How could he let him go, blaming the whole thing on the child, saying that he was making it up! In my experience as a child therapist, I know immediately within a few sessions if there is any risk of self-harm! I never downplay the symptoms of accuse a kid of maliciously making things up! I don’t believe such children exist! How could that Play Therapist be so incompetent, especially after taking so much money! And even more astounding, the boy was still seeing Loren his therapist in school the whole time up until his suicide attempt, and in the whole year leading up to it, Loren never called Sarah or her husband once, saying “Gee, I noticed your son is a bit anxious and not doing so well… Maybe we should talk about it.” She never even noticed anything was even wrong! How could a therapist see a kid an hour a week for years like that and not notice or assess for and upcoming suicide attempt! How could she be so out of touch with her clients parents! That is terrible incompetence!

Sarah’s son was doing somewhat better as far as anxiety and suicidal ideation was concerned of 4 different medications,

…but now a new problem arose: At least twice a week the 11-year old would have violent tantrums.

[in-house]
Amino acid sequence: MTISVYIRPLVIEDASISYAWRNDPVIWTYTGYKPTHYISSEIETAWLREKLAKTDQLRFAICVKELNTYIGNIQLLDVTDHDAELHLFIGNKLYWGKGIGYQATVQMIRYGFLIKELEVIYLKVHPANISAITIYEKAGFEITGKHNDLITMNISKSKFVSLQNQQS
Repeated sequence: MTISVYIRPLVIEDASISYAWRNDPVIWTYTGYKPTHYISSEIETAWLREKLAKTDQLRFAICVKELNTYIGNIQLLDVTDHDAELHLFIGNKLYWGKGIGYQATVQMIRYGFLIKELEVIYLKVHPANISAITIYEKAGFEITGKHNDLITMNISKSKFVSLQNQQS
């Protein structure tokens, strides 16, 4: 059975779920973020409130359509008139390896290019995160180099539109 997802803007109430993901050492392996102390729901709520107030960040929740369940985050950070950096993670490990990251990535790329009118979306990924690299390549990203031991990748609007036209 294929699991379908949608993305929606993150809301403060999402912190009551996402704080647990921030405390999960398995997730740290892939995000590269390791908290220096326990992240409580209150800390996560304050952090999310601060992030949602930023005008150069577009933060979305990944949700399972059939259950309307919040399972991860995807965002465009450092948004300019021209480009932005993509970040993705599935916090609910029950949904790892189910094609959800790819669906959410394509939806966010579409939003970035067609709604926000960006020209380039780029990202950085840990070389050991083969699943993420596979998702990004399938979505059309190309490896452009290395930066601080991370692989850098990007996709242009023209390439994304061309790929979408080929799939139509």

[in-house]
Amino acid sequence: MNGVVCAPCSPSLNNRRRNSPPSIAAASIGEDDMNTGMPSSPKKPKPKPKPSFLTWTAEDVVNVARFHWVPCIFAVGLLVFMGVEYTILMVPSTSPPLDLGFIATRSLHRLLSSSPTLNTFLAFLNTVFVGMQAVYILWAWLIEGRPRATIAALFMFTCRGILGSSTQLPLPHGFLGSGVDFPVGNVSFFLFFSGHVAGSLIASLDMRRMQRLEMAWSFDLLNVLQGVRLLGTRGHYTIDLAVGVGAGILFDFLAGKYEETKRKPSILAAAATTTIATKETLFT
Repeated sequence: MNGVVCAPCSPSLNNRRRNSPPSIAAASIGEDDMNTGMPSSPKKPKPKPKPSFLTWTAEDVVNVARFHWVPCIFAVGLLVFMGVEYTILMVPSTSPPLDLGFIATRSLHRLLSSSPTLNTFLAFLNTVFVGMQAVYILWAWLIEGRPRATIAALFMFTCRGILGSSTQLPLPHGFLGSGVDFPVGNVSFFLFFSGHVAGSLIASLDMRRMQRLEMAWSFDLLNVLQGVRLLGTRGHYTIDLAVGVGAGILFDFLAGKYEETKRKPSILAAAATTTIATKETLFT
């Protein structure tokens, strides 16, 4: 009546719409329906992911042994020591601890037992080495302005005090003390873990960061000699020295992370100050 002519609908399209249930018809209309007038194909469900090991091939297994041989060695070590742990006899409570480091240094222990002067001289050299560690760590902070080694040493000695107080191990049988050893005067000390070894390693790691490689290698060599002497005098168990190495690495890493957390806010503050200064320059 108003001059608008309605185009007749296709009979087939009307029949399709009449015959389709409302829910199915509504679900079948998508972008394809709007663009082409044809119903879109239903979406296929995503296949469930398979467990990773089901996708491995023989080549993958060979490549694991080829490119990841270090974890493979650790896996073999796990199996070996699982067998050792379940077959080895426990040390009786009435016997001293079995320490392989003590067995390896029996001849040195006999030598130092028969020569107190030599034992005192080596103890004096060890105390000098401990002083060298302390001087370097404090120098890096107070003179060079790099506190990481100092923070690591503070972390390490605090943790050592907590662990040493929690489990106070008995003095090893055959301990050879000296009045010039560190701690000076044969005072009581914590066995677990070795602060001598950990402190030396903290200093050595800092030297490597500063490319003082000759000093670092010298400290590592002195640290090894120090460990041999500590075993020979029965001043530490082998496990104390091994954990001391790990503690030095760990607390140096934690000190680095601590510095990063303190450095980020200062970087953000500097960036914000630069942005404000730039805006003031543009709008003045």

There seemed to be no clear triggers for these events, and they left as quickly as they came, but Sarah was clueless how to resolve them. Her son would get so violent that they had to call the police several times! He had seen several therapists over the course of the year as part of his discharge from the hospital, as well as a child psychiatrist to manage his meds. None of them had a clue how to resolve his tantrums. Some of them blamed it on Sarah, “You must be provoking him somehow!” But Sarah didn’t understand, she was tirelessly patient, tolerant and loving to her son, nothing she could do seemed to be able to resolve the tantrums. The last straw with that clinic came when her son’s latest therapist, named Nancy, began recommending and strongly encouraging that the boy begin a regular habit of masturbation. She felt it would relieve his stress and make him happy. Now wait a second! Sarah and her family were observant Catholics, they attended Mass every Sunday, and tried to follow the Bible. Nancy knew them and knew that very well, how could she strongly advise masturbation! Everyone who has any shred of an education knows that for Catholics and other religious people, masturbation is strictly forbidden and strongly discouraged! How could Nancy disrespect their religion so much? How could she be so culturally incompetent?